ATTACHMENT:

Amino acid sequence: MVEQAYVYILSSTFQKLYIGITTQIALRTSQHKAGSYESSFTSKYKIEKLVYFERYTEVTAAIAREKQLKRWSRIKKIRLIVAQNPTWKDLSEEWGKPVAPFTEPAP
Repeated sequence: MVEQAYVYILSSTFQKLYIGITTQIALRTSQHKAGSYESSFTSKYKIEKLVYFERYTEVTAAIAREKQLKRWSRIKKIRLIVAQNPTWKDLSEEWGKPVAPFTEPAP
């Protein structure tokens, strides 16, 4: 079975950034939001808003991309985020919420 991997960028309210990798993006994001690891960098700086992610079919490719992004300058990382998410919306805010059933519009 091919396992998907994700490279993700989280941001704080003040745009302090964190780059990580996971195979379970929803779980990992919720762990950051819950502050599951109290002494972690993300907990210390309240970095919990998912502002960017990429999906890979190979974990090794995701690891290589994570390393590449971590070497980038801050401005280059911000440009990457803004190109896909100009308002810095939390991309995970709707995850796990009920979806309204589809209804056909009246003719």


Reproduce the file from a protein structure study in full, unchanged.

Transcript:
Amino acid sequence: MVEQAYVYILSSTFQKLYIGITTQIALRTSQHKAGSYESSFTSKYKIEKLVYFERYTEVTAAIAREKQLKRWSRIKKIRLIVAQNPTWKDLSEEWGKPVAPFTEPAP
Repeated sequence: MVEQAYVYILSSTFQKLYIGITTQIALRTSQHKAGSYESSFTSKYKIEKLVYFERYTEVTAAIAREKQLKRWSRIKKIRLIVAQNPTWKDLSEEWGKPVAPFTEPAP
């Protein structure tokens, strides 16, 4: 079975950034939001808003991309985020919420 991997960028309210990798993006994001690891960098700086992610079919490719992004300058990382998410919306805010059933519009 091919396992998907994700490279993700989280941001704080003040745009302090964190780059990580996971195979379970929803779980990992919720762990950051819950502050599951109290002494972690993300907990210390309240970095919990998912502002960017990429999906890979190979974990090794995701690891290589994570390393590449971590070497980038801050401005280059911000440009990457803004190109896909100009308002810095939390991309995970709707995850796990009920979806309204589809209804056909009246003719």